Easter is the time to celebrate new beginnings, the renewal of spirit and for the Easter bunny and Easter eggs to make an appearance. The festival of Easter is celebrated to commemorate the resurrection of Jesus Christ after crucifixion and is one of the holiest Christian festivals. The Easter Day also traditionally heralds the advent of the spring season after the gloomy months of winter. As such Easter festival is associated with joyous merriment and gaiety.
Origin of Easter
Like many other Christian festivals, Easter has also emerged from ancient pagan roots. It is an amalgamation of a myriad of Pagan, Hebrew and Christian traditions. Easter incorporates pagan symbols of fertility in the shape of the Easter bunny and Easter eggs. The name of the festival, Easter, itself may be an offshoot of Eostre, the pagan Goddess of spring.
Easter celebrations across the world
Dyed eggs were shared and eaten at spring festivals in ancient Egypt, Greece, Rome, Persia and China. Gradually these traditions made their way westward and were expressed in various forms – from dyed goose eggs to beautifully decorated paper mâché eggs in the 17th and 18th centuries. In the late 19th and early 20th century the ultimate Easter eggs – the Fabergé eggs made their royal appearance.
Easter celebration has always been synonymous with merry-making and enjoyment. Because of this aspect, the recent years have witnessed increasing commercialization of the Christian Easter festival. Today during Easter holidays, sale of greeting cards and confectionery such as chocolate Easter eggs, marshmallow bunnies, Peeps, and jelly beans prove to be big hits.
The Origin of Chocolate Easter Eggs
Chocolate Easter eggs come from Europe. Today’s tradition of giving chocolate Easter eggs as gifts can be traced back to 19th century France and Germany. The first eggs were small and solid and made of bitter dark chocolate. As technology improved and cocoa became more widely available, so did chocolate Easter eggs. The tradition spread other parts of the world, often with each country making their own unique mark.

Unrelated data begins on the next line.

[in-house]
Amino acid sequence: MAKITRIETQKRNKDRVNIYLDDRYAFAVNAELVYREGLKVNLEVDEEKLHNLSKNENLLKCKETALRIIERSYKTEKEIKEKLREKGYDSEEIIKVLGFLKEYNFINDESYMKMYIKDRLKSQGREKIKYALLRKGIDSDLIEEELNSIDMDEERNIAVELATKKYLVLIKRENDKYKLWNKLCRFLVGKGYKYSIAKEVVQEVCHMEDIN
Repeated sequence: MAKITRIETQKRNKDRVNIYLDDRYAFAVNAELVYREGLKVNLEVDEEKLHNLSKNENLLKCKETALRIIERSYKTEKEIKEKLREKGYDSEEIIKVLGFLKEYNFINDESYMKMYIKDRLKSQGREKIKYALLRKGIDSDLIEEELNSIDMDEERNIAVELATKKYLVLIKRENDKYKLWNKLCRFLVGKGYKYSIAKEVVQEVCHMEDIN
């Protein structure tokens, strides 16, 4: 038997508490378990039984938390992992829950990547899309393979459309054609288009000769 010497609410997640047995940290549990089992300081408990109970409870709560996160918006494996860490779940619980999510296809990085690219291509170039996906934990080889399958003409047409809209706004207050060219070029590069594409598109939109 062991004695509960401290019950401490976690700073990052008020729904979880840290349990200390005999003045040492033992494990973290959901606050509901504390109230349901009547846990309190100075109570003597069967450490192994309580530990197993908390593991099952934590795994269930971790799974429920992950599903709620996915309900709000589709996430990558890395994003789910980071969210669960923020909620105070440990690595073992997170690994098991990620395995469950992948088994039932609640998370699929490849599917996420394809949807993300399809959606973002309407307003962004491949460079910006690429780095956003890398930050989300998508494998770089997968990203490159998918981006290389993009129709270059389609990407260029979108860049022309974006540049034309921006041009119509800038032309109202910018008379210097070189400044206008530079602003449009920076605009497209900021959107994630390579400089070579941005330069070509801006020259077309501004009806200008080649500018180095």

The first mass-produced chocolate egg appeared in England in 1873 when Cadbury debuted their first Easter egg. It wasn’t until the early 1900s that milk chocolate Easter eggs became available. Today’s Easter eggs are available in dizzying variety – from those found on supermarket shelves to the top quality uber-thick chocolate works of art, beautifully decorated and filled with chocolate surprises from specialty chocolatiers.
Sending Easter wishes
People the world over celebrate the true spirit of Easter Sunday by sending enticing Easter gifts, enchanting ensembles and delectable chocolates to near and dear ones. There are plenty of options to choose from as gifts are specially crafted keeping in mind this spirited holiday. So this Easter Sunday, don’t miss out on sending your loved ones Easter gifts, Easter flowers, Easter Hampers or delectable Easter chocolate eggs.
Easter Sunday will be celebrated on 31st March, 2013 and next year it will be celebrated on Sunday, 20th April 2014.
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